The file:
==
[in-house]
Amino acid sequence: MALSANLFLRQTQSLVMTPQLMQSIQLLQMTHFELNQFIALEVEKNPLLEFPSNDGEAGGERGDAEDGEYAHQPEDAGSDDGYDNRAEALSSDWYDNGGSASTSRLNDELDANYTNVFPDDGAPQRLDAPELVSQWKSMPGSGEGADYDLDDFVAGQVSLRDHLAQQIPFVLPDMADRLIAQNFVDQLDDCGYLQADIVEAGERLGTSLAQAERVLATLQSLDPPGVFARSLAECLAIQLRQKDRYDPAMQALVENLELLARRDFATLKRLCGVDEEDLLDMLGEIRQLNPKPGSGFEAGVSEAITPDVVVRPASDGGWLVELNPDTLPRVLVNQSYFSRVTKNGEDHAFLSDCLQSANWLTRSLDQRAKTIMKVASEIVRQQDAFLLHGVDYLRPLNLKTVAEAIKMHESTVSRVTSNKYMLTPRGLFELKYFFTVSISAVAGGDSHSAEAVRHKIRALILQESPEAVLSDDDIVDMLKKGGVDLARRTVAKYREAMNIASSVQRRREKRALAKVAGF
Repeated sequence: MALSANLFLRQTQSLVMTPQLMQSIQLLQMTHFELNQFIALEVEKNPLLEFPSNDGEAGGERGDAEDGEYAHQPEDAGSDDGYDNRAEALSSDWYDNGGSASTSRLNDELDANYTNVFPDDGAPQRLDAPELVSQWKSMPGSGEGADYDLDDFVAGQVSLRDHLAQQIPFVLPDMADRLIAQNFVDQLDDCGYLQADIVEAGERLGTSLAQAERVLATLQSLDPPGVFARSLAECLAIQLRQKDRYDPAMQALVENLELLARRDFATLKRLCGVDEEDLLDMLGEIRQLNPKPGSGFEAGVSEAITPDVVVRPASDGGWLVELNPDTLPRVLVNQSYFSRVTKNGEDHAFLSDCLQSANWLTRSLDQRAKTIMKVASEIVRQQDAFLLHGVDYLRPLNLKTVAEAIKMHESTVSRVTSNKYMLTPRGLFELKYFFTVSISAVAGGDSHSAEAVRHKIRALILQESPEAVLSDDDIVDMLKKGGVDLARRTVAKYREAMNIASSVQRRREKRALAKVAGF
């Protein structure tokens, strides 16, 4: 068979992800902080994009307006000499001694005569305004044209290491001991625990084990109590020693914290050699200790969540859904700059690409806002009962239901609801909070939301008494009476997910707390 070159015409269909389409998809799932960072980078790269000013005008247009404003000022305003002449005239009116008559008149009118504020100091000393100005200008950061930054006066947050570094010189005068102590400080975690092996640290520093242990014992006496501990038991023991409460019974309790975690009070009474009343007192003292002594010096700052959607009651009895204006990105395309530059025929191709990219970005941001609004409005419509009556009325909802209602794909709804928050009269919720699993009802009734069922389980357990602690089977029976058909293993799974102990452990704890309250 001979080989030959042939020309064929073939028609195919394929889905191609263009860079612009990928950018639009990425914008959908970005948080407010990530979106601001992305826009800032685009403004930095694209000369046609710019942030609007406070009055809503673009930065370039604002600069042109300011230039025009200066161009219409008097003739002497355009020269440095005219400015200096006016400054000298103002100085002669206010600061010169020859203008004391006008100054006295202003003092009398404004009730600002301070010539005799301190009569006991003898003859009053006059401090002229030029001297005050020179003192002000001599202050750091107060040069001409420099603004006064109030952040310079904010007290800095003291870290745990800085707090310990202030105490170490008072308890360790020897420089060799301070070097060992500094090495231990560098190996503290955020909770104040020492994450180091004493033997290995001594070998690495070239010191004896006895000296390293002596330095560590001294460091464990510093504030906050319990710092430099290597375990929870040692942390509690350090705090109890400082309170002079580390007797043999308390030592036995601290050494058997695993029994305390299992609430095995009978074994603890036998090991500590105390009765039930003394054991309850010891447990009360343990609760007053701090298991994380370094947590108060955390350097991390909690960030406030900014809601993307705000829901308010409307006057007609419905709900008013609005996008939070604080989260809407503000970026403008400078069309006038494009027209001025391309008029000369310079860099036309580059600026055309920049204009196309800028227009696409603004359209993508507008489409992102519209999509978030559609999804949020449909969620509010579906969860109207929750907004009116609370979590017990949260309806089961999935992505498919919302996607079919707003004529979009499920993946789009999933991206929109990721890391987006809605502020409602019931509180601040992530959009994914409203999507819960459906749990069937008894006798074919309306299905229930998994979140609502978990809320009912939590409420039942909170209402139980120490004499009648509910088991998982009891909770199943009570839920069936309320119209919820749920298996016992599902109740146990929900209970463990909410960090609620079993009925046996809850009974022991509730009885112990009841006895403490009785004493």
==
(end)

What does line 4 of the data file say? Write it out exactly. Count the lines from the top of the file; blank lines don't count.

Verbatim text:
């Protein structure tokens, strides 16, 4: 068979992800902080994009307006000499001694005569305004044209290491001991625990084990109590020693914290050699200790969540859904700059690409806002009962239901609801909070939301008494009476997910707390 070159015409269909389409998809799932960072980078790269000013005008247009404003000022305003002449005239009116008559008149009118504020100091000393100005200008950061930054006066947050570094010189005068102590400080975690092996640290520093242990014992006496501990038991023991409460019974309790975690009070009474009343007192003292002594010096700052959607009651009895204006990105395309530059025929191709990219970005941001609004409005419509009556009325909802209602794909709804928050009269919720699993009802009734069922389980357990602690089977029976058909293993799974102990452990704890309250 001979080989030959042939020309064929073939028609195919394929889905191609263009860079612009990928950018639009990425914008959908970005948080407010990530979106601001992305826009800032685009403004930095694209000369046609710019942030609007406070009055809503673009930065370039604002600069042109300011230039025009200066161009219409008097003739002497355009020269440095005219400015200096006016400054000298103002100085002669206010600061010169020859203008004391006008100054006295202003003092009398404004009730600002301070010539005799301190009569006991003898003859009053006059401090002229030029001297005050020179003192002000001599202050750091107060040069001409420099603004006064109030952040310079904010007290800095003291870290745990800085707090310990202030105490170490008072308890360790020897420089060799301070070097060992500094090495231990560098190996503290955020909770104040020492994450180091004493033997290995001594070998690495070239010191004896006895000296390293002596330095560590001294460091464990510093504030906050319990710092430099290597375990929870040692942390509690350090705090109890400082309170002079580390007797043999308390030592036995601290050494058997695993029994305390299992609430095995009978074994603890036998090991500590105390009765039930003394054991309850010891447990009360343990609760007053701090298991994380370094947590108060955390350097991390909690960030406030900014809601993307705000829901308010409307006057007609419905709900008013609005996008939070604080989260809407503000970026403008400078069309006038494009027209001025391309008029000369310079860099036309580059600026055309920049204009196309800028227009696409603004359209993508507008489409992102519209999509978030559609999804949020449909969620509010579906969860109207929750907004009116609370979590017990949260309806089961999935992505498919919302996607079919707003004529979009499920993946789009999933991206929109990721890391987006809605502020409602019931509180601040992530959009994914409203999507819960459906749990069937008894006798074919309306299905229930998994979140609502978990809320009912939590409420039942909170209402139980120490004499009648509910088991998982009891909770199943009570839920069936309320119209919820749920298996016992599902109740146990929900209970463990909410960090609620079993009925046996809850009974022991509730009885112990009841006895403490009785004493």